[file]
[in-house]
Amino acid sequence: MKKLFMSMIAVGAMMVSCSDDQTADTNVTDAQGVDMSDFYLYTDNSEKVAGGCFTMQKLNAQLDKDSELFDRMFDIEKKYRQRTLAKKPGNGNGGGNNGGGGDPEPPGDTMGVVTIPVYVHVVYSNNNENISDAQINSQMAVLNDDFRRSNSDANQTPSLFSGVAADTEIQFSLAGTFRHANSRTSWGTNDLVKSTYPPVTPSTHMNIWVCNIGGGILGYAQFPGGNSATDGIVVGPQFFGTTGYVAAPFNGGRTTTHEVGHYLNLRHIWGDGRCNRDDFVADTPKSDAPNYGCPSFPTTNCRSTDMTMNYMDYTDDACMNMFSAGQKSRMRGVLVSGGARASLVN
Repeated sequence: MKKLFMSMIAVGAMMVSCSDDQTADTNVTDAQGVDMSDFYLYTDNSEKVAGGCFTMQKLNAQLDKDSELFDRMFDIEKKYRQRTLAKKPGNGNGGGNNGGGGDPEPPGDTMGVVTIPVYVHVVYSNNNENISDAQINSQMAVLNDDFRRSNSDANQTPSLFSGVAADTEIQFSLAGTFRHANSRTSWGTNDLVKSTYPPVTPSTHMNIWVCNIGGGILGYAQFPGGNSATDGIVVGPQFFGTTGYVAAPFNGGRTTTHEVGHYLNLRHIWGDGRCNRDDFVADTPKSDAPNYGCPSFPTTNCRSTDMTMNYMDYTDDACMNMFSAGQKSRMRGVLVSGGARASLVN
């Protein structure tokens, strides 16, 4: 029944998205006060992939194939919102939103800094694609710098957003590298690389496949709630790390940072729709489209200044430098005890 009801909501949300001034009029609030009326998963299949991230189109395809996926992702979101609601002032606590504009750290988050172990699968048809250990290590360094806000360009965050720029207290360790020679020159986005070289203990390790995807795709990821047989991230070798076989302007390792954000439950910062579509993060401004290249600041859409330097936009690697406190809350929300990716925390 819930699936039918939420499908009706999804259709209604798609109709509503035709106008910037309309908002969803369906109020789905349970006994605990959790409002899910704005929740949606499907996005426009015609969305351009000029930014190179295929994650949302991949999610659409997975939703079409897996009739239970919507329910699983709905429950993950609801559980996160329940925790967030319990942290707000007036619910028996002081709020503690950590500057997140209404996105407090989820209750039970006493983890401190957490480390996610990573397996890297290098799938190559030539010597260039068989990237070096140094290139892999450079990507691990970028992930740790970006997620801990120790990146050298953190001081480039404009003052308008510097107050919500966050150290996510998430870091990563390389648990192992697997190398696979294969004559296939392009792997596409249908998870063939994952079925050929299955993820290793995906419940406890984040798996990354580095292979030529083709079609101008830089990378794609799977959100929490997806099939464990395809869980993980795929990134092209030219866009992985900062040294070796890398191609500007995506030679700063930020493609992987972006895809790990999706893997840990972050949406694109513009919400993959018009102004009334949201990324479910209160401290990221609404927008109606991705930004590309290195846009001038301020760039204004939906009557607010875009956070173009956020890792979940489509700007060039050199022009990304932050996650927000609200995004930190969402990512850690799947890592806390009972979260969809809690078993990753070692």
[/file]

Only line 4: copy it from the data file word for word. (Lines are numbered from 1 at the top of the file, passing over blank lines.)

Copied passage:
């Protein structure tokens, strides 16, 4: 029944998205006060992939194939919102939103800094694609710098957003590298690389496949709630790390940072729709489209200044430098005890 009801909501949300001034009029609030009326998963299949991230189109395809996926992702979101609601002032606590504009750290988050172990699968048809250990290590360094806000360009965050720029207290360790020679020159986005070289203990390790995807795709990821047989991230070798076989302007390792954000439950910062579509993060401004290249600041859409330097936009690697406190809350929300990716925390 819930699936039918939420499908009706999804259709209604798609109709509503035709106008910037309309908002969803369906109020789905349970006994605990959790409002899910704005929740949606499907996005426009015609969305351009000029930014190179295929994650949302991949999610659409997975939703079409897996009739239970919507329910699983709905429950993950609801559980996160329940925790967030319990942290707000007036619910028996002081709020503690950590500057997140209404996105407090989820209750039970006493983890401190957490480390996610990573397996890297290098799938190559030539010597260039068989990237070096140094290139892999450079990507691990970028992930740790970006997620801990120790990146050298953190001081480039404009003052308008510097107050919500966050150290996510998430870091990563390389648990192992697997190398696979294969004559296939392009792997596409249908998870063939994952079925050929299955993820290793995906419940406890984040798996990354580095292979030529083709079609101008830089990378794609799977959100929490997806099939464990395809869980993980795929990134092209030219866009992985900062040294070796890398191609500007995506030679700063930020493609992987972006895809790990999706893997840990972050949406694109513009919400993959018009102004009334949201990324479910209160401290990221609404927008109606991705930004590309290195846009001038301020760039204004939906009557607010875009956070173009956020890792979940489509700007060039050199022009990304932050996650927000609200995004930190969402990512850690799947890592806390009972979260969809809690078993990753070692």